COVID-19 Impact on Economic Outlook in Asia

On Wednesday, March 18, Rabin Martin, as the Secretariat for the Private Sector Roundtable for Global Health Security (PSRT), hosted a fourth call in a series on the latest health and economic impacts of COVID-19. Dr. Patrick Osewe, Chief, Health Sector Group, Asian Development Bank, discussed the economic outlook for Asian industry, specifically tourism and manufacturing, and outlined the Bank’s funding strategy given rapid and continued decline of Asian markets. Dr. Osewe emphasized the importance of investments to meet immediate health needs, as well as  investments in short-term preparedness to protect countries against further COVID-19 transmission, long-term preparedness for future health emergencies and to support small-to-medium sized enterprises, which are critical to the burgeoning economies of several low- and middle-income countries in Asia. On Wednesday, March 18, the Asian Development Bank announced a $6.5 billion package to provide for the immediate needs of its developing member countries.

Kate Dodson, Vice President, Global Health Strategy, UN Foundation, introduced the COVID-19 Solidarity Response Fund – a new donation platform established by the UN Foundation and the Swiss Philanthropy Foundation to support the WHO and partners in their COVID-19 responses. Learn more about the COVID-19 Solidarity Response Fund below.

PSRT member companies and the Secretariat at Rabin Martin are working in earnest to connect the private sector with key actors to exchange information and meet needs in the COVID-19 response as they arise. For more detailed notes on each call, or to be placed on the invitation list for future calls, please contact [email protected].

Recent Global Developments

Epidemic spread: As of Thursday, March 19 at 1:00pm ET, Center for Systems Science and Engineering at Johns Hopkins University reported 230,055 confirmed cases and 9,358 deaths attributed to COVID-19. Following aggressive actions to contain the spread of the epidemic, including the introduction of early travel bans and extensive contact-tracing and testing, Asian nations like China, South Korea and Singapore are seeing a slow in new infections, offering vital lessons for other countries. As people China reports an ever growing number of recovered patients, the center of the pandemic has shifted to Western Europe. With 35,713 cases, Italy has the largest epidemic outside of China, leading the Prime Minister Giuseppe Conte to enact a nationwide lockdown on March 9, 2020.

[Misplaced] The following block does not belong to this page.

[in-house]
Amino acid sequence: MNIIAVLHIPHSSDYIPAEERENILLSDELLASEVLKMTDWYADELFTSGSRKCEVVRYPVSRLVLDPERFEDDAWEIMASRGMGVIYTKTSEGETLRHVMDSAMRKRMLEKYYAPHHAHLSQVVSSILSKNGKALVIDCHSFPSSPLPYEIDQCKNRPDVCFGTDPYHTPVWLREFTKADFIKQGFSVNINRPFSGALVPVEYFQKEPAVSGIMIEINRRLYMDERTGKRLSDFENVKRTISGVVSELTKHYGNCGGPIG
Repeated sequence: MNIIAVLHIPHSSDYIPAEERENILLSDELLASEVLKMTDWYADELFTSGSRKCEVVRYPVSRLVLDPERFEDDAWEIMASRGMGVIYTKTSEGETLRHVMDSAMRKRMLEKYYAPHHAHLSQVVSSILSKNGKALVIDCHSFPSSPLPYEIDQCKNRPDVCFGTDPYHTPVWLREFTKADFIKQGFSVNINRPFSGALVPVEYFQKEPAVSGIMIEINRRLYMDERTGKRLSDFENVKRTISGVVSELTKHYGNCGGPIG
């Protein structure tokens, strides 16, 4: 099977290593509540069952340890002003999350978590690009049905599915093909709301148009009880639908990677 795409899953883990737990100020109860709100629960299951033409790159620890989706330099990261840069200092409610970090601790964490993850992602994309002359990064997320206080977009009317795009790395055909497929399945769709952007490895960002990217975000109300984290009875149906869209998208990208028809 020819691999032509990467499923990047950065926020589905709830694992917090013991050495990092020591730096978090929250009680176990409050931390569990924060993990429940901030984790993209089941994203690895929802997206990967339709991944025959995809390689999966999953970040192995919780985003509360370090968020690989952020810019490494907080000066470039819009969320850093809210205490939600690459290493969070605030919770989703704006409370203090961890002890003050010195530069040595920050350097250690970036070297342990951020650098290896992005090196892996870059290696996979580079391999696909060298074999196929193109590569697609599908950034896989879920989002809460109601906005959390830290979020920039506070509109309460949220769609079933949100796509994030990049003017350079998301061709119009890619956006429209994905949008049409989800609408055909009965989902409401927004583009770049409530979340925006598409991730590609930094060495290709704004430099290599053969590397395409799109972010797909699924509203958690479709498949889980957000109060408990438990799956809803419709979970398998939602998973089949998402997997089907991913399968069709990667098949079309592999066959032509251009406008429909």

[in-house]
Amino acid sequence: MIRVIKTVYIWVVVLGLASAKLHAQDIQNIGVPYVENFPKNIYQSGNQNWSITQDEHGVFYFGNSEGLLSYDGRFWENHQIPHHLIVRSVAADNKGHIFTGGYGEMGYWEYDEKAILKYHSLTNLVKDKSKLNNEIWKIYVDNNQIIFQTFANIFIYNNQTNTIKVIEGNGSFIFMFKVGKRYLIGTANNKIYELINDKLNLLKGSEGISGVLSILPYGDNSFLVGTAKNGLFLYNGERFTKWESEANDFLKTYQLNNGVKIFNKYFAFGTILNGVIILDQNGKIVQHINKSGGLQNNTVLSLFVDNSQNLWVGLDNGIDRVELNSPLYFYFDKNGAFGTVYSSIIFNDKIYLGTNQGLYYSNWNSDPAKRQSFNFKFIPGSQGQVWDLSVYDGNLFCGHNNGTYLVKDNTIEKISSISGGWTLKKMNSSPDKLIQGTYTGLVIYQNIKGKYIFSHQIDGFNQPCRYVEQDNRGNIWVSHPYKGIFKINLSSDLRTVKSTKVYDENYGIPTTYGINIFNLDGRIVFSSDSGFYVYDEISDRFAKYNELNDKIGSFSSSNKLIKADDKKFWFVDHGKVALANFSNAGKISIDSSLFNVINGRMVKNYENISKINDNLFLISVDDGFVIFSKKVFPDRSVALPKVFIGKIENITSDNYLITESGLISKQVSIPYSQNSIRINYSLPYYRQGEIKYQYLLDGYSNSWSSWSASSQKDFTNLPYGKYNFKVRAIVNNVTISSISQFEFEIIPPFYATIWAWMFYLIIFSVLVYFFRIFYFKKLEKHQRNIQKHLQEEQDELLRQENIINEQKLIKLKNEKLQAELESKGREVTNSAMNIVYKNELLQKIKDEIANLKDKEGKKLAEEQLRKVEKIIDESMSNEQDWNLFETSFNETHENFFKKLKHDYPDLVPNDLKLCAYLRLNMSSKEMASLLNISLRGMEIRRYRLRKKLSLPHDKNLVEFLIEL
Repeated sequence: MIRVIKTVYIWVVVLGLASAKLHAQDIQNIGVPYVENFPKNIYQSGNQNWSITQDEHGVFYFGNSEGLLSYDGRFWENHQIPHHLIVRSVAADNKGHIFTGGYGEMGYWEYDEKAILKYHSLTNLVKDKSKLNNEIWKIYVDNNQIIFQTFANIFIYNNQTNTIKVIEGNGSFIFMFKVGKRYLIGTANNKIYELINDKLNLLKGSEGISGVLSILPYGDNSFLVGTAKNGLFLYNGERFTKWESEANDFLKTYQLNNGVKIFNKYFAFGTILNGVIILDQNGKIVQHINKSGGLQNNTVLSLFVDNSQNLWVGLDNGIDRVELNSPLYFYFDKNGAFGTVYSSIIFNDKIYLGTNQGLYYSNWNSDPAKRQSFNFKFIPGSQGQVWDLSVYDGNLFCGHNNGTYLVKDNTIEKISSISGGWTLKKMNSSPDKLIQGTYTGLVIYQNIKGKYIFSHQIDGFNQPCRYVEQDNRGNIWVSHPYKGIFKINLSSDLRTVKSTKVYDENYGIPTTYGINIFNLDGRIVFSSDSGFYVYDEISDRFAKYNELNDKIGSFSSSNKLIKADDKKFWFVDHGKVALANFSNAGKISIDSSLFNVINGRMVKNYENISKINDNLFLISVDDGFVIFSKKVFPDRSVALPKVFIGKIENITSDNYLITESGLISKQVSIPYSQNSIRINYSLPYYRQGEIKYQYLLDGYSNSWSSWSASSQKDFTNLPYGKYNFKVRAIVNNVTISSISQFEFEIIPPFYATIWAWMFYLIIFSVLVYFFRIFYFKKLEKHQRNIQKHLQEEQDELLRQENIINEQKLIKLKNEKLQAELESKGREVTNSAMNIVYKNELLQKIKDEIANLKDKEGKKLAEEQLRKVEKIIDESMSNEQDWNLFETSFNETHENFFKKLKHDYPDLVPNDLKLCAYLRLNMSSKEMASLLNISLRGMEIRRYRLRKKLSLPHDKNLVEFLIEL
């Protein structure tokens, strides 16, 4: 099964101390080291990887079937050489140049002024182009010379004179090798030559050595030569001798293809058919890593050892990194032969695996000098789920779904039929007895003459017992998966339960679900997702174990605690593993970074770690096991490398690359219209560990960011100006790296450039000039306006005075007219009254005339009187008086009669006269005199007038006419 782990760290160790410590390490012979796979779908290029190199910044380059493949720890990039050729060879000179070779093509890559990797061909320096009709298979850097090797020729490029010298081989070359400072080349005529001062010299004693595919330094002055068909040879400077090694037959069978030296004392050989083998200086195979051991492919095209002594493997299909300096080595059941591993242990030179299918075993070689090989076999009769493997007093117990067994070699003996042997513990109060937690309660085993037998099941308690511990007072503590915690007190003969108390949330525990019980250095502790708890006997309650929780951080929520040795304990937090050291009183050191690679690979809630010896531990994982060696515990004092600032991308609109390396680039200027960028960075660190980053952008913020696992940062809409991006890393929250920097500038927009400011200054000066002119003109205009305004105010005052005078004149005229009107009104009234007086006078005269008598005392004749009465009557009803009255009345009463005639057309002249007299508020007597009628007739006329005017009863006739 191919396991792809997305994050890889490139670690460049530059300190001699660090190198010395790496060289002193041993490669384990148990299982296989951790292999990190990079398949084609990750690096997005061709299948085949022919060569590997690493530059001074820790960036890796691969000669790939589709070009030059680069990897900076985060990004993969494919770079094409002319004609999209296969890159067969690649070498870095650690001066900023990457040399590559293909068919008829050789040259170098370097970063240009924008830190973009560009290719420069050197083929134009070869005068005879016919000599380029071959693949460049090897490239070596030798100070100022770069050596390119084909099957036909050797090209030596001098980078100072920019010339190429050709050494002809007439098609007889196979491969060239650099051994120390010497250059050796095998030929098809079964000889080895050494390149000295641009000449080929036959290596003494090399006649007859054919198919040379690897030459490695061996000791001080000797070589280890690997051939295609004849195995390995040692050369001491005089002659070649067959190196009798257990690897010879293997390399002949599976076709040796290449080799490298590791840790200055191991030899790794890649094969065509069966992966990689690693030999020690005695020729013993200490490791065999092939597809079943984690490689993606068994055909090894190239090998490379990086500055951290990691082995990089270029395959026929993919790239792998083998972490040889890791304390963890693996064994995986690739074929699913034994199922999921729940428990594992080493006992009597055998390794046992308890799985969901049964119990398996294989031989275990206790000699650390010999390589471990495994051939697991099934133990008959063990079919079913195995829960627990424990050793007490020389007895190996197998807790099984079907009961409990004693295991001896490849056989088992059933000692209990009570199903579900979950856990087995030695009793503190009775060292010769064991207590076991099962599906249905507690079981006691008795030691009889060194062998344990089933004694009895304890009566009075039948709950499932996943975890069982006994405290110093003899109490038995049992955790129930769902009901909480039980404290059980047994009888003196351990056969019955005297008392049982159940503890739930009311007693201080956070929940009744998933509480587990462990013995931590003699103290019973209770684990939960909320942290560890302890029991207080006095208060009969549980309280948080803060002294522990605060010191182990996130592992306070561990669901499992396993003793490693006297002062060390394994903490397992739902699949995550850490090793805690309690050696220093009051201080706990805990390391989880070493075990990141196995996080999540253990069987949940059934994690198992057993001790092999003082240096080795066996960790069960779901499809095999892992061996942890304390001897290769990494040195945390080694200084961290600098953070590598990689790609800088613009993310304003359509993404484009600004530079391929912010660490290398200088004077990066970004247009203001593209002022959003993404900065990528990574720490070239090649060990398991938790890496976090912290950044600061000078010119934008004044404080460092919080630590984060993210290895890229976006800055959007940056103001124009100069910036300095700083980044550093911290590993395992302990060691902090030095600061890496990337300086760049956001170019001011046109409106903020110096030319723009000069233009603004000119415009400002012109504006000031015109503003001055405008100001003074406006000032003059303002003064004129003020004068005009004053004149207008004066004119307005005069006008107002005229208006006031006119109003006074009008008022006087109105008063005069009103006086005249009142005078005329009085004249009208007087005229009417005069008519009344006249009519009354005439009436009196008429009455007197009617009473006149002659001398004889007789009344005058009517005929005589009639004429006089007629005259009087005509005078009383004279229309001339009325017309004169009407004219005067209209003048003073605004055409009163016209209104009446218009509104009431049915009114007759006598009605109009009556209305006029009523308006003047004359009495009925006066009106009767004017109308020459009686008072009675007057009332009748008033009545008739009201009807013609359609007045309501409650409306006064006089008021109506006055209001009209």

International extreme measures: Restrictive policies on social mobility are now in place in a growing number of as countries around the world to contain the pandemic. In Italy, France and Austria, among others, these include school closures, bans on public gatherings and reduced mass transit service. In the U.S. more than 25 states have closed schools, as of Wednesday, March 18 at 7pm ET, and San Francisco became the first city to introduce a shelter-in-place order, closing all non-essential businesses. Many countries in Western Europe have shut their borders, and by Tuesday, March 17, the EU announced it would close its external borders for 30 days. Adding to last week’s travel ban on foreign nationals from the EU, on Wednesday, March 18,  the U.S. announced it would close its border with Canada for non-essential travel.